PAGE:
McCrory still considering calling lawmakers back to Raleigh - WECT, weather & sports Wilmington, NC

McCrory still considering calling lawmakers back to Raleigh

Gov. Pat McCrory said Tuesday he is still considering whether to call lawmakers back to Raleigh. (Source: WECT) Gov. Pat McCrory said Tuesday he is still considering whether to call lawmakers back to Raleigh. (Source: WECT)

Gov. Pat McCrory says he hasn't decided whether to call legislators back to Raleigh to reconsider a number of economic development issues – an option supported by some lawmakers and business recruiters but fiercely opposed by at least one major conservative group.

"I'm [going] to look at the urgency and need and also the potential of getting enough votes," McCrory said Tuesday afternoon in Pembroke.

The governor wouldn't commit to a timeline for deciding about a special session, but said, "I'm working on it this week. "

In a letter to McCrory last week, New Hanover County lawmakers Rep. Ted Davis (R) and Rep. Susi Hamilton (D) requested a special session to deal with six economic development items: increasing funding for the Job Development Investment Grants (JDIG) program, clarifying the legality of crowd funding, creating a closing fund for "transformative" projects, and extending the Renewable Energy Tax Credit, Film Tax Credit and Historic Rehabilitation Investment Program.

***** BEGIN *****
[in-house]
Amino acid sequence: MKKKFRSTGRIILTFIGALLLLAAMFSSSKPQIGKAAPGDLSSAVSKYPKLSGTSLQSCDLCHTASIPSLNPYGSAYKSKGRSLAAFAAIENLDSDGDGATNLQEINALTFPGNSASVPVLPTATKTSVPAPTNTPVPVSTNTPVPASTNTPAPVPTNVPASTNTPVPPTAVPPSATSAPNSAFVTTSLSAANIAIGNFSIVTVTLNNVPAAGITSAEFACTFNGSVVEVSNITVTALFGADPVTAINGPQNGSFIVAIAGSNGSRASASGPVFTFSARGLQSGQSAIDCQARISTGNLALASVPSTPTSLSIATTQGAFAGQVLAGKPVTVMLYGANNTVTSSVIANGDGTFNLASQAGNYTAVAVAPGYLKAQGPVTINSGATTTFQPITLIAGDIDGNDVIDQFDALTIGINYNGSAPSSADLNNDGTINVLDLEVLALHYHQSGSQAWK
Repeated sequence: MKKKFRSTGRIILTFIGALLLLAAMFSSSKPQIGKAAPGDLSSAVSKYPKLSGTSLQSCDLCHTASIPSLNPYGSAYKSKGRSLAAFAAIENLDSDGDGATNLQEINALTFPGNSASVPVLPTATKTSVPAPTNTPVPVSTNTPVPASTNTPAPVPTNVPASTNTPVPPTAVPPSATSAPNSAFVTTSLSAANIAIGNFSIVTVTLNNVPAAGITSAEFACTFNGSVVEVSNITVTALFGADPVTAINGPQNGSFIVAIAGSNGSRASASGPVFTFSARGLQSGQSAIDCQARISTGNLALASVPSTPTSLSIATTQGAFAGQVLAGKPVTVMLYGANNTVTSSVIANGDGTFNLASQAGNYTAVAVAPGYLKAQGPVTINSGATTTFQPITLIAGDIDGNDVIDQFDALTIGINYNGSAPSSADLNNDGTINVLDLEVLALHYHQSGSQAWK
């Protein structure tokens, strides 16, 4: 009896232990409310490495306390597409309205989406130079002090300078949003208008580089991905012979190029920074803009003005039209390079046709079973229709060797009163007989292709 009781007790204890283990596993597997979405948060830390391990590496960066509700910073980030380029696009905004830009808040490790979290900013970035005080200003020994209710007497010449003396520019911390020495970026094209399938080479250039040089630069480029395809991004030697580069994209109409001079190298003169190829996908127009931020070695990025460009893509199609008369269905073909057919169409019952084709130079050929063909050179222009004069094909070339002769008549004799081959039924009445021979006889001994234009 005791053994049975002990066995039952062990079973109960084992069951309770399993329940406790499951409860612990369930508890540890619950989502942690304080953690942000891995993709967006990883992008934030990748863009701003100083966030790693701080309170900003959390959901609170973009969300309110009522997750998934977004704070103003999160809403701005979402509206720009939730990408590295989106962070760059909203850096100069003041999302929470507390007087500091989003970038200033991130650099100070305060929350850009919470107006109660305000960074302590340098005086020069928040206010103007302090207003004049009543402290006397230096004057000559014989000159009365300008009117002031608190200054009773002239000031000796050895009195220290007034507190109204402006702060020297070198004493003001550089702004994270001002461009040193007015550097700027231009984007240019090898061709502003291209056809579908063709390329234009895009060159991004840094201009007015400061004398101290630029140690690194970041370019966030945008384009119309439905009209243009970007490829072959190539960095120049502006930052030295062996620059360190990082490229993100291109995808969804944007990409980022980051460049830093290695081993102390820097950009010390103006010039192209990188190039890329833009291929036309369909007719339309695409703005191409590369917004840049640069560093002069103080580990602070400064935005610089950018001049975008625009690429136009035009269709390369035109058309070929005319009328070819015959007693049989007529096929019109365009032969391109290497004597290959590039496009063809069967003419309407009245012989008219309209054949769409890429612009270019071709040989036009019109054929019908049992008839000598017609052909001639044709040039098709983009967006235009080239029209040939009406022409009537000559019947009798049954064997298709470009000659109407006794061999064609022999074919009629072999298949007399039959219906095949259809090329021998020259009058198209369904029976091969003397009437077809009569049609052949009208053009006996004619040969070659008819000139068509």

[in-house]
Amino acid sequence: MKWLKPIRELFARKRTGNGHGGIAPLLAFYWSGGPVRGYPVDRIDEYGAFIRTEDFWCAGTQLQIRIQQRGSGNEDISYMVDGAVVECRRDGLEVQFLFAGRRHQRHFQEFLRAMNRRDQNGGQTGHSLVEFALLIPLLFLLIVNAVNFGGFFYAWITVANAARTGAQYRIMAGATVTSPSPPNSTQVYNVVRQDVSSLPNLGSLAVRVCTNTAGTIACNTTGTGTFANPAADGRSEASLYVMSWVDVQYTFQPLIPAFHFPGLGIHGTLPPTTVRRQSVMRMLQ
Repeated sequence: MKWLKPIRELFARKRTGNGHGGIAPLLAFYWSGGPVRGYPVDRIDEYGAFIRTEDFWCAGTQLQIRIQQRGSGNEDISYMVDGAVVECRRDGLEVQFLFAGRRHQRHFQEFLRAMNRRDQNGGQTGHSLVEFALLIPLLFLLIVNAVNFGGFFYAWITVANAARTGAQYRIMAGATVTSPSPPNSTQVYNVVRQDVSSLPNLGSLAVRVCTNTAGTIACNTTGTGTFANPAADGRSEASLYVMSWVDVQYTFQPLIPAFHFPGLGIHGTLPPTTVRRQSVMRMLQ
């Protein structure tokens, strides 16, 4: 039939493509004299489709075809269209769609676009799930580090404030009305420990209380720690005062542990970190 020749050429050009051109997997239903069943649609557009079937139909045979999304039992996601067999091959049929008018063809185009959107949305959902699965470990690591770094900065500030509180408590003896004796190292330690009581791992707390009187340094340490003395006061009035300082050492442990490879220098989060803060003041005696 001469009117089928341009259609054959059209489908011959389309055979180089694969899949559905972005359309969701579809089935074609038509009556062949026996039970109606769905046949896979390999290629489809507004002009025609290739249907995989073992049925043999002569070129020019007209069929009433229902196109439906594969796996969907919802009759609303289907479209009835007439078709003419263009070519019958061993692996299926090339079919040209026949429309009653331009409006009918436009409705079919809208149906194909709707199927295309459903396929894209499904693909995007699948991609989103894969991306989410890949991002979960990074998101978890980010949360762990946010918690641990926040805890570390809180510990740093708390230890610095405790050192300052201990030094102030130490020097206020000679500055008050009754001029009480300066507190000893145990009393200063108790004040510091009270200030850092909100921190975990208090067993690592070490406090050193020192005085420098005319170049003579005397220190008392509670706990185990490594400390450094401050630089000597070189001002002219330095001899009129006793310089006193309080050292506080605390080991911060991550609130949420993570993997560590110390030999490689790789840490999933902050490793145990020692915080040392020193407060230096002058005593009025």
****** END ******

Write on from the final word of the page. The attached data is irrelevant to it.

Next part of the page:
Several of these items were included in House Bill 1224 in the recent short session of the General Assembly, which contained a package of economic development programs but also limited local governments' ability to implement sales and use taxes. Lawmakers could never come to an agreement on the bill, and it failed in a House vote on August 19.

The New Hanover County Commission and Wilmington City Council also sent a letter to McCrory, as well as Senate Leader Phil Berger and House Speaker Thom Tillis, urging a special session to reconsider film incentives.

"We thought we made a fairly good compromise regarding keeping some film incentives, but changing the system where there were some loopholes where I think some groups took advantage of it in the past…" McCrory said Tuesday. "My goal is to keep the film industry for those things, for those films, that will have long-term sustainable jobs." 

The conservative group Americans for Prosperity opposes a special session for economic development.

"We are asking Governor McCrory to ignore calls for a special session," Donald Bryson, State Director of Americans for Prosperity in North Carolina, said in an email news release. "Calling a special session of the General Assembly for the sole purpose of giving more of taxpayers hard-earned money to a corporate welfare program is something that North Carolinian's just won't stomach."

The State Employees Association of North Carolina also opposes a special session, posting to Twitter last week that McCrory "should resist calls to give away more taxpayer $ in form of corp. welfare."

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